Worth Watching: Pop Revives 'One Day at a Time,' 'This Is Us' Finale, 'Council of Dads,' 'FBI' Crossover
This Is Us
A selective critical checklist of notable Tuesday TV:
One Day at a Time (9:30/8:30c, Pop TV): There's life after Netflix (which gets smacked in the opening joke), as the jubilant reimagining of the Norman Lear sitcom survives cancellation and is the better for it. Ray Romano guests in the fourth-season opener as a census taker who gets more information than he bargains for upon meeting single mom Penelope (the vibrant Justina Machado) and the bustling, funny Alvarez family — including scene stealer Rita Moreno as grandmother Lydia, whose every grand entrance as she whips back her bedroom curtain is a sight to behold.
This Is Us (9/8c, NBC): Even without the plentiful and oh-so-significant flashbacks and flash-forwards, this would be an eventful first birthday for baby Jack, the event that provides a focus for the hit drama's powerfully moving fourth-season finale. As we've been warned to expect, tension between brothers Kevin (Justin Hartley) and Randall (Sterling K. Brown) reaches new heights over mother Rebecca's (Mandy Moore) decision about the clinical trial. But the message, perhaps more necessary than ever, of this episode — and series — can be summed up by a beloved character who returns to remark, "Life does have a way of shaking out to be more beautiful than tragic."
Council of Dads (10/9c, NBC): The network's ongoing desire to deliver another tearjerker in the tradition of This Is Us takes a more obvious, mawkish step with this family drama. The pilot episode covers a lot of ground, and time, as it introduces family man Scott Perry (the ever-likable Tom Everett Scott), whose response to his cancer diagnosis is to rally his band of best bros to be there for his wife (The Walking Dead's Sarah Wayne Callies) and five kids should the worst happen. It's feel-good/feel-bad TV at its touchy-feeliest. New episodes will resume April 30. I can wait.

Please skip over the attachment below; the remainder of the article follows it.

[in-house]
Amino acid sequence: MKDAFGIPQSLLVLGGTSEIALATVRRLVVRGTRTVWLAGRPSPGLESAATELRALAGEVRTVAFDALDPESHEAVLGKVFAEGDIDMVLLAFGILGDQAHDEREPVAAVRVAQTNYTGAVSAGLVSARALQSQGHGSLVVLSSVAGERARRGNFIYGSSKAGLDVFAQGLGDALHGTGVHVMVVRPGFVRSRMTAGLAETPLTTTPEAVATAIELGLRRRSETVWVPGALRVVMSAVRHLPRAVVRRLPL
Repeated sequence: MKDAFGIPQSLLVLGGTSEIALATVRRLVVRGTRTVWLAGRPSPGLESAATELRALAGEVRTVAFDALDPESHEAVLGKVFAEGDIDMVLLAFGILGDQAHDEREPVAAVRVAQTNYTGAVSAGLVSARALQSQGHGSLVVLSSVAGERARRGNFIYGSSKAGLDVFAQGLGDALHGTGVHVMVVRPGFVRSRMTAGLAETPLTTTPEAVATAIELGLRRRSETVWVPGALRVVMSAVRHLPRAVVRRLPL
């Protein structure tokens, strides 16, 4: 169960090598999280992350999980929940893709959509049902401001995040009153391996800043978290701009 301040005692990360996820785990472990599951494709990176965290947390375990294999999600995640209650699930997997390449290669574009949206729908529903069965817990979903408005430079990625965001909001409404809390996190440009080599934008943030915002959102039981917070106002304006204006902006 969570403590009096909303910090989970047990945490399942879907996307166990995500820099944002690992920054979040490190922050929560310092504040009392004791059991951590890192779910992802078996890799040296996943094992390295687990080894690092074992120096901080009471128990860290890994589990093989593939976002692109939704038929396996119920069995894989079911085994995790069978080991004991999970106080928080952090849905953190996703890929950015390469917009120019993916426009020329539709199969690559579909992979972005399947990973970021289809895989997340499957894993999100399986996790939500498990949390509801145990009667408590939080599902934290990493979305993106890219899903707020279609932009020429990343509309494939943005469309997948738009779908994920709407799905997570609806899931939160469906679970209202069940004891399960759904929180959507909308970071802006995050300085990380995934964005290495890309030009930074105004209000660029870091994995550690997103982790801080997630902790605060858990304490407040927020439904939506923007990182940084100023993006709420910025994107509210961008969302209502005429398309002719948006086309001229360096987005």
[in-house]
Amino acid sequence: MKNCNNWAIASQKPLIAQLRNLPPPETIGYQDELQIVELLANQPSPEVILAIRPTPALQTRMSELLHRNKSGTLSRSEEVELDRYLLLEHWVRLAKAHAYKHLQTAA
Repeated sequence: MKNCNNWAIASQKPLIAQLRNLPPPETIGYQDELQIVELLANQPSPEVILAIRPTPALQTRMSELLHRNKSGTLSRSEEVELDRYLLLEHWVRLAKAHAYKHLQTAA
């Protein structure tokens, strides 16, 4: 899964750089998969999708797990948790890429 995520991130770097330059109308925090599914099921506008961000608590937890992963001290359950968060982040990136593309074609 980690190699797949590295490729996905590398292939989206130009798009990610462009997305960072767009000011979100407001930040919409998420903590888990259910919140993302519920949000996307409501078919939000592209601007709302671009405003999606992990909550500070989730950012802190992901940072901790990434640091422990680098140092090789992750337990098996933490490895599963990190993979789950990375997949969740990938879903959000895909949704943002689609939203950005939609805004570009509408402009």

FBI/FBI: Most Wanted (9/8c, CBS): Following the lead of producer Dick Wolf’s Chicago series, the two FBI dramas cross over for the first (though almost certainly not the last) time in back-to-back episodes. The impetus: the kidnapping of a bus full of 26 kids, with the prime suspect being a fugitive LaCroix (Most Wanted’s Julian McMahon) arrested years ago. Which makes him the perfect agent to help OA (Zeeko Zaki) in his search.
O.J.: Made in America (7/6c, ESPN): How will ESPN fill all of those hours with so many sports having gone dark across the country and globe? One way: Replaying some of the best 30 for 30 documentaries, and none surpassed 2016's Oscar-winning account of the rise and fall of O.J. Simpson. Ezra Edelman's five-part series will air through Thursday, offering what I called at the time "a troubling, provocative and insightful masterwork of psychology and sociology." (Read the full review.)
Inside Tuesday TV: ABC's mixed-ish (9/8c) reveals the roots of Rainbow's (Arica Himmel) interest in medicine when her friend gets mono, inspiring her desire to become a doctor… Curtis "50 Cent" Jackson, an executive producer of ABC's legal/prison drama For Life, begins a guest role as Cassius Dawkins, a dangerous inmate transferred to Bellmore by the devious DA Maskins (Boris McGiver), who hopes he'll disrupt life for Aaron (Nicholas Pinnock) and Warden Safiya (Indira Varma)… Quincy Jones appears as himself in the first-season finale of OWN's romantic anthology Cherish the Day (10/9c)… History's Project Blue Book (10/9c) wraps its second season with Dr. Hynek (Aidan Gillen) and Capt. Quinn (Michael Malarkey) taking a break from UFOs to investigate a possible Unidentified Submerged Object, spotted on the border of Russian waters… PBS's Frontline explores the gun debate in NRA Under Fire (10/9c, check local listings at pbs.org), as the politically powerful organization deals with internal strife and external pressures from the outspoken likes of the survivors of the Parkland mass shooting.